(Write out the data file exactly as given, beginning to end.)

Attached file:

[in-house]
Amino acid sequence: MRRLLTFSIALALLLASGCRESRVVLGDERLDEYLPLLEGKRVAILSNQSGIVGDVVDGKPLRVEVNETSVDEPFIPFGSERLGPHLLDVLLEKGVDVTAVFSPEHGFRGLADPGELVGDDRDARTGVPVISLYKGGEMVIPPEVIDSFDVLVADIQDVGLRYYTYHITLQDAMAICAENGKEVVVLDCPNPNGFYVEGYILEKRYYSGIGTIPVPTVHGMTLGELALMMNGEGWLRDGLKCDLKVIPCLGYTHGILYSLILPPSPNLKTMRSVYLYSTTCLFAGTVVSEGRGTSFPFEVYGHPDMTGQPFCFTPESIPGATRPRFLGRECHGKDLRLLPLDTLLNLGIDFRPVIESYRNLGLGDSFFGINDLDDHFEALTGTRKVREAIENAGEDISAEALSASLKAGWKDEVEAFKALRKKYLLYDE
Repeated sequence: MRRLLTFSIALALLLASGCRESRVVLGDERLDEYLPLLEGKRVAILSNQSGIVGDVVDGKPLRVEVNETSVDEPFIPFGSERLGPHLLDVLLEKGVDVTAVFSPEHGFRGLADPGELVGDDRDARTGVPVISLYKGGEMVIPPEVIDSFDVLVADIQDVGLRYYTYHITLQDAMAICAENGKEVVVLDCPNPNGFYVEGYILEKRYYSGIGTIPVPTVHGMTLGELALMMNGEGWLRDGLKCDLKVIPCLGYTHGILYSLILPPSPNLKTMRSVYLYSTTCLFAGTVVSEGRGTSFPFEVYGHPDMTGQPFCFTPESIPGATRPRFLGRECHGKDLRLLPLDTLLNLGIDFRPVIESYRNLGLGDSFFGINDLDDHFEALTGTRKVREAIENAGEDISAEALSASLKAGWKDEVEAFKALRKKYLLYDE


[in-house]
Amino acid sequence: MRRLLTFSIALALLLASGCRESRVVLGDERLDEYLPLLEGKRVAILSNQSGIVGDVVDGKPLRVEVNETSVDEPFIPFGSERLGPHLLDVLLEKGVDVTAVFSPEHGFRGLADPGELVGDDRDARTGVPVISLYKGGEMVIPPEVIDSFDVLVADIQDVGLRYYTYHITLQDAMAICAENGKEVVVLDCPNPNGFYVEGYILEKRYYSGIGTIPVPTVHGMTLGELALMMNGEGWLRDGLKCDLKVIPCLGYTHGILYSLILPPSPNLKTMRSVYLYSTTCLFAGTVVSEGRGTSFPFEVYGHPDMTGQPFCFTPESIPGATRPRFLGRECHGKDLRLLPLDTLLNLGIDFRPVIESYRNLGLGDSFFGINDLDDHFEALTGTRKVREAIENAGEDISAEALSASLKAGWKDEVEAFKALRKKYLLYDE
Repeated sequence: MRRLLTFSIALALLLASGCRESRVVLGDERLDEYLPLLEGKRVAILSNQSGIVGDVVDGKPLRVEVNETSVDEPFIPFGSERLGPHLLDVLLEKGVDVTAVFSPEHGFRGLADPGELVGDDRDARTGVPVISLYKGGEMVIPPEVIDSFDVLVADIQDVGLRYYTYHITLQDAMAICAENGKEVVVLDCPNPNGFYVEGYILEKRYYSGIGTIPVPTVHGMTLGELALMMNGEGWLRDGLKCDLKVIPCLGYTHGILYSLILPPSPNLKTMRSVYLYSTTCLFAGTVVSEGRGTSFPFEVYGHPDMTGQPFCFTPESIPGATRPRFLGRECHGKDLRLLPLDTLLNLGIDFRPVIESYRNLGLGDSFFGINDLDDHFEALTGTRKVREAIENAGEDISAEALSASLKAGWKDEVEAFKALRKKYLLYDE